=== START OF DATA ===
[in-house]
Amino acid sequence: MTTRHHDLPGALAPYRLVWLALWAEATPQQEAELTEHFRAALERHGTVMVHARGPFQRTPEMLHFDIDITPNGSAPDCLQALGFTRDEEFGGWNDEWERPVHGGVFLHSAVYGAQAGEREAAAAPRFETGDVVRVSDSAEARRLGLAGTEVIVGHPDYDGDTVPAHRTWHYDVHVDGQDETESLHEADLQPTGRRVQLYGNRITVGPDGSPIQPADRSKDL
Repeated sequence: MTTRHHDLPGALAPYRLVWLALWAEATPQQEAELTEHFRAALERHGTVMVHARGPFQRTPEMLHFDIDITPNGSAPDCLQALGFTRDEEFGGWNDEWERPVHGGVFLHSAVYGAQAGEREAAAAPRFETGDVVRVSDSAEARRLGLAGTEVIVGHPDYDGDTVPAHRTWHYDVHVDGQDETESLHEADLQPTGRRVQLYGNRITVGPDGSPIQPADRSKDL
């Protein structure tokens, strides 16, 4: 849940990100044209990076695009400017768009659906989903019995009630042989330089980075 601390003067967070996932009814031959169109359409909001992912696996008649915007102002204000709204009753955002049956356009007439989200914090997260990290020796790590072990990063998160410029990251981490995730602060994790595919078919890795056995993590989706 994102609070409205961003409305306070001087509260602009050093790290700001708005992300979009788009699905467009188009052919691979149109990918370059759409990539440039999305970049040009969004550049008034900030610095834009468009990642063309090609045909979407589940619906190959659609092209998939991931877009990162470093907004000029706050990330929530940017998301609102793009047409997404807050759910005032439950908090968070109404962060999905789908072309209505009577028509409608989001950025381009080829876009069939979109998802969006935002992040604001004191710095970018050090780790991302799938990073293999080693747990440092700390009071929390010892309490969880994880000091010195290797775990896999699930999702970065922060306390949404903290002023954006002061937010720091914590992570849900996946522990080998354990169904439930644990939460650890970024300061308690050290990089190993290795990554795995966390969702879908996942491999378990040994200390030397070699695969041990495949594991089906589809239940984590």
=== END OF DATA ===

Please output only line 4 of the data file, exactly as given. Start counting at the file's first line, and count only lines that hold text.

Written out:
């Protein structure tokens, strides 16, 4: 849940990100044209990076695009400017768009659906989903019995009630042989330089980075 601390003067967070996932009814031959169109359409909001992912696996008649915007102002204000709204009753955002049956356009007439989200914090997260990290020796790590072990990063998160410029990251981490995730602060994790595919078919890795056995993590989706 994102609070409205961003409305306070001087509260602009050093790290700001708005992300979009788009699905467009188009052919691979149109990918370059759409990539440039999305970049040009969004550049008034900030610095834009468009990642063309090609045909979407589940619906190959659609092209998939991931877009990162470093907004000029706050990330929530940017998301609102793009047409997404807050759910005032439950908090968070109404962060999905789908072309209505009577028509409608989001950025381009080829876009069939979109998802969006935002992040604001004191710095970018050090780790991302799938990073293999080693747990440092700390009071929390010892309490969880994880000091010195290797775990896999699930999702970065922060306390949404903290002023954006002061937010720091914590992570849900996946522990080998354990169904439930644990939460650890970024300061308690050290990089190993290795990554795995966390969702879908996942491999378990040994200390030397070699695969041990495949594991089906589809239940984590």